Kindertransport refugee who escaped the Nazis dies aged 100

Henry Wuga became a renowned chef in the UK


Tributes have flooded in after the death of Kindertransport refugee Henry Wuga, who has died aged 100.

Olivia Marks-Woldman, chief executive of the Holocaust Memorial Trust, said: "We are heartbroken at the passing of Henry Wuga MBE.

"Henry was a gentleman: charming, dapper and above all, a force for good.

"The work that he, and his late wife Ingrid did, in sharing their testimonies, made an immense impact on thousands of people across Scotland.

"Thank you for everything Henry. We will miss you."

Wuga, who celebrated his 100th birthday in February, was also a well-known chef.

Forced to leave school at the age of 14 following the implementation of the Nuremberg racial laws, on the advice of his mother he “learnt a trade" and began an apprenticeship as a junior chef in a kosher hotel in Baden-Baden.

After six months of a 12-month apprenticeship, he decided to go home on 8 November, 1938 – the day before the pogrom that became known as Kristallnacht.

He escaped Germany in May 1939 via the Kindertransport to Scotland, where he was subsequently arrested and interned for 10 months on the Isle of Man for “corresponding with the enemy”, because he had been sending letters to his mother via uncles in Paris and Brussels – a serious offence in wartime.

He was a passionate educator and devoted years of his life educating people about the Holocaust.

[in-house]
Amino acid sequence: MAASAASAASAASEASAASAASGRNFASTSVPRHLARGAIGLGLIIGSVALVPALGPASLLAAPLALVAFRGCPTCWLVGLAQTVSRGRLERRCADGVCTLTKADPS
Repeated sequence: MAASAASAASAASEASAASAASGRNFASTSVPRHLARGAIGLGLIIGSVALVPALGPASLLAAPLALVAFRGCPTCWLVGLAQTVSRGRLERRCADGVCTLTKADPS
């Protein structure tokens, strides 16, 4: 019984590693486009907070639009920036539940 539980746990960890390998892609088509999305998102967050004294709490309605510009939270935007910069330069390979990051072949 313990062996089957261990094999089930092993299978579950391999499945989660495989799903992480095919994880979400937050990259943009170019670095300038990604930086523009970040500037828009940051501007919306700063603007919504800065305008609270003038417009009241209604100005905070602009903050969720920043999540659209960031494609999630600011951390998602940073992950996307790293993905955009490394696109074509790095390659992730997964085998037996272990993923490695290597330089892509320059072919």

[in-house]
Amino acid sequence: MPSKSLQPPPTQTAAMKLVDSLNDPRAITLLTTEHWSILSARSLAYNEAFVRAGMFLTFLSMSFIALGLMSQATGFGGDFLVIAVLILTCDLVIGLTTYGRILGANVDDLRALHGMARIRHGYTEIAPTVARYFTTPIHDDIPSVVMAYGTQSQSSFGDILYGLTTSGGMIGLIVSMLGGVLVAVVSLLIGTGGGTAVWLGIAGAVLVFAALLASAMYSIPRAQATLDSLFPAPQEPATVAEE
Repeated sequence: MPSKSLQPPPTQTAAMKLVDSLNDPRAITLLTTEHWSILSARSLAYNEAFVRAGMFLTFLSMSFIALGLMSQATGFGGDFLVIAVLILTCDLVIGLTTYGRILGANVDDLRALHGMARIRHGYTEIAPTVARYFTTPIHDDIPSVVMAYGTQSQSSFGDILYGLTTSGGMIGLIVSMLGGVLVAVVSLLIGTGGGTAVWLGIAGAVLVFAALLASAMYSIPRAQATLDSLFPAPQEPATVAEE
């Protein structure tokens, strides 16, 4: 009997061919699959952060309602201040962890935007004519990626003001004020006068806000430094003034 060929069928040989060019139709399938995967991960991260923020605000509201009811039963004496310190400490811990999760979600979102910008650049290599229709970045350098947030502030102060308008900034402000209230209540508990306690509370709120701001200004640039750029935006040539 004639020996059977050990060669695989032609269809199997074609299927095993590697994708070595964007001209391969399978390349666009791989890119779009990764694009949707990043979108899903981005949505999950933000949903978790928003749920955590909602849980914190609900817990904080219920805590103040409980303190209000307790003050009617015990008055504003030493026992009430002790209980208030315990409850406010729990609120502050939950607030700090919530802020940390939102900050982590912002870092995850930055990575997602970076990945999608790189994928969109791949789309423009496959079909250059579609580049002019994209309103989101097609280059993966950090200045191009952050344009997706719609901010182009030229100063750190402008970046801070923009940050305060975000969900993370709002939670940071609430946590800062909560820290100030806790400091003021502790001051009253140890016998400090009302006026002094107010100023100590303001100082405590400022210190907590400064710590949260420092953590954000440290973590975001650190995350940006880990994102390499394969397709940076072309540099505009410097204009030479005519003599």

The Holocaust Memorial Trust said he had made an immense impact by sharing his testimony.

First Minister Humza Yousaf paid tribute to Wuga.

He said: "I'm devastated to hear of Henry's passing. He worked over decades to remind us of the horrors of the Holocaust, which must never be forgotten.

"My thoughts with Henry's family, friends & the many who loved him."

Scottish Labour leader Anas Sarwar said Wuga was "warm, charming and compassionate. We owe it to his generation to share their stories and always strive for peace."

Former First Minister Nicola Sturgeon posted on X, formerly Twitter: "Henry was an extraordinary human being. While the world is a poorer place for his passing, there is no doubt that his life made it better.

"Alongside his beloved wife, Ingrid, Henry educated thousands about the horrors of the Holocaust and the lessons from it that we must never forget.

"With quiet dignity, he reminded us of the power of love and humanity. He was also full of stories and fun."

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